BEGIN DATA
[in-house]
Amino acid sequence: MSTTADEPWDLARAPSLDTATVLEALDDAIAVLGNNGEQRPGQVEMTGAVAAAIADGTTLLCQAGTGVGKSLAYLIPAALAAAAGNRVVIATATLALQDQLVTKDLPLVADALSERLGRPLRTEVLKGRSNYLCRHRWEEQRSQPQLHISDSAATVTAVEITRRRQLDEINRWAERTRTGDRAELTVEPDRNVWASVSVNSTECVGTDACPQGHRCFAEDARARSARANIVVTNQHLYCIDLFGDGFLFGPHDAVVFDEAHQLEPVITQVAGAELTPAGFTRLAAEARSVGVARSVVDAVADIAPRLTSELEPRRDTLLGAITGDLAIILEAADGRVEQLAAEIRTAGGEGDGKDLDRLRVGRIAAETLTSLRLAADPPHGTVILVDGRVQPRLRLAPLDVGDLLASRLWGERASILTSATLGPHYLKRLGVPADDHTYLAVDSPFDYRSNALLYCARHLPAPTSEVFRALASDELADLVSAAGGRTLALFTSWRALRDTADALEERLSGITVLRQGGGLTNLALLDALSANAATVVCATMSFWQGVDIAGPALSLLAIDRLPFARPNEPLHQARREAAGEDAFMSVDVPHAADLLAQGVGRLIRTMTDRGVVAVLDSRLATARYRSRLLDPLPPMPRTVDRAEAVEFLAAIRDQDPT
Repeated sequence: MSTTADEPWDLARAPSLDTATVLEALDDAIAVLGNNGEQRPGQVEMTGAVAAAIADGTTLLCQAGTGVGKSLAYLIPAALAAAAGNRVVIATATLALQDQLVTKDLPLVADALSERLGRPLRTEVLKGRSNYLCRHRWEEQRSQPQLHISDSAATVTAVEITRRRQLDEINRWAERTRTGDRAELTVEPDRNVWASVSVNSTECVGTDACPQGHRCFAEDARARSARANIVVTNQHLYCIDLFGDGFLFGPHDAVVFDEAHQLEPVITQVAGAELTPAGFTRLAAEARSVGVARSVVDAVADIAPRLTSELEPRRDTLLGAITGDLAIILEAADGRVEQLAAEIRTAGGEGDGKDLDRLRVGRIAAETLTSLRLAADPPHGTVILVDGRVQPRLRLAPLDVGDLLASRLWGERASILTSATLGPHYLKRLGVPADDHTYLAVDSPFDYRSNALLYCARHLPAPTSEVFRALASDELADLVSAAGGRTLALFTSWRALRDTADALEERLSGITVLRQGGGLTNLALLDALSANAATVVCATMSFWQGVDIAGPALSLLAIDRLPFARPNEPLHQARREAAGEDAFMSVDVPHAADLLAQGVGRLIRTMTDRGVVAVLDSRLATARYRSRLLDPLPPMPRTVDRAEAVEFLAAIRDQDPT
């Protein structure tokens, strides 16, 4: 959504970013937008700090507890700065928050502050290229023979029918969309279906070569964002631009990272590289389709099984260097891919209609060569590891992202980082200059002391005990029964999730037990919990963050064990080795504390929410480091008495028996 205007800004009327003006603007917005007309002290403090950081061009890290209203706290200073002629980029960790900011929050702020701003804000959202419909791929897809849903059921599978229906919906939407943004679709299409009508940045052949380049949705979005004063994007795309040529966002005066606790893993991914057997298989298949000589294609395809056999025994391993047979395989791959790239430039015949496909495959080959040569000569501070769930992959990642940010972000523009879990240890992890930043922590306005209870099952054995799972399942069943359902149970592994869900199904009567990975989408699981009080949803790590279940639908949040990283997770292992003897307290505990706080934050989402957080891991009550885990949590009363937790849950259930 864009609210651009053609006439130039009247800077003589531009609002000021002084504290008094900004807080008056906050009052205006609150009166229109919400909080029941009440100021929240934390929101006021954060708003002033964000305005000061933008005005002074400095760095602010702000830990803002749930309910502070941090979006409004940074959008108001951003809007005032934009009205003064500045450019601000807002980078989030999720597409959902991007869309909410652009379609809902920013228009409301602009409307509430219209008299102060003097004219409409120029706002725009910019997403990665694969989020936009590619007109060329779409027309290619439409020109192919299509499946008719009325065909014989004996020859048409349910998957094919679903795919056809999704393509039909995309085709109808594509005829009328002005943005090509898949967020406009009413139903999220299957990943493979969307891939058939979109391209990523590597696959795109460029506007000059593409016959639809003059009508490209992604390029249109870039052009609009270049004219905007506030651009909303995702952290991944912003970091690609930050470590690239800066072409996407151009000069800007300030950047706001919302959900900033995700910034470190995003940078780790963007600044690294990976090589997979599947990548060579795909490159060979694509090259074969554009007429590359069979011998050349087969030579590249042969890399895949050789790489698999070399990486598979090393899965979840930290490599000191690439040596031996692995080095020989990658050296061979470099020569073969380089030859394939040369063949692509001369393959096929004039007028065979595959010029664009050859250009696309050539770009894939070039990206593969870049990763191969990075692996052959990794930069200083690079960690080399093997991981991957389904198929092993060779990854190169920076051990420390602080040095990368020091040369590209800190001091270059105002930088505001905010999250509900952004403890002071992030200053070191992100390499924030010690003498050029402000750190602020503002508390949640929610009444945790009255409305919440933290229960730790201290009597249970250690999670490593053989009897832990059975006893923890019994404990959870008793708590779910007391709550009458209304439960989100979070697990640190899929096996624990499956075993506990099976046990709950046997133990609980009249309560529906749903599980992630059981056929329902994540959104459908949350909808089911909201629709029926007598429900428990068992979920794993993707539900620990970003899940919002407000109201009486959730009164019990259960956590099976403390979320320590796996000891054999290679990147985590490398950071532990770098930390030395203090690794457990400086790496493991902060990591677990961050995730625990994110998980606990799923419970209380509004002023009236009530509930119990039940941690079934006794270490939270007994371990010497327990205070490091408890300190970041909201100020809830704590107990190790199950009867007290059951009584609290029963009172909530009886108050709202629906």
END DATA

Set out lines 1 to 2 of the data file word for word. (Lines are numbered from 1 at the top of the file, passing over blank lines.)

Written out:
[in-house]
Amino acid sequence: MSTTADEPWDLARAPSLDTATVLEALDDAIAVLGNNGEQRPGQVEMTGAVAAAIADGTTLLCQAGTGVGKSLAYLIPAALAAAAGNRVVIATATLALQDQLVTKDLPLVADALSERLGRPLRTEVLKGRSNYLCRHRWEEQRSQPQLHISDSAATVTAVEITRRRQLDEINRWAERTRTGDRAELTVEPDRNVWASVSVNSTECVGTDACPQGHRCFAEDARARSARANIVVTNQHLYCIDLFGDGFLFGPHDAVVFDEAHQLEPVITQVAGAELTPAGFTRLAAEARSVGVARSVVDAVADIAPRLTSELEPRRDTLLGAITGDLAIILEAADGRVEQLAAEIRTAGGEGDGKDLDRLRVGRIAAETLTSLRLAADPPHGTVILVDGRVQPRLRLAPLDVGDLLASRLWGERASILTSATLGPHYLKRLGVPADDHTYLAVDSPFDYRSNALLYCARHLPAPTSEVFRALASDELADLVSAAGGRTLALFTSWRALRDTADALEERLSGITVLRQGGGLTNLALLDALSANAATVVCATMSFWQGVDIAGPALSLLAIDRLPFARPNEPLHQARREAAGEDAFMSVDVPHAADLLAQGVGRLIRTMTDRGVVAVLDSRLATARYRSRLLDPLPPMPRTVDRAEAVEFLAAIRDQDPT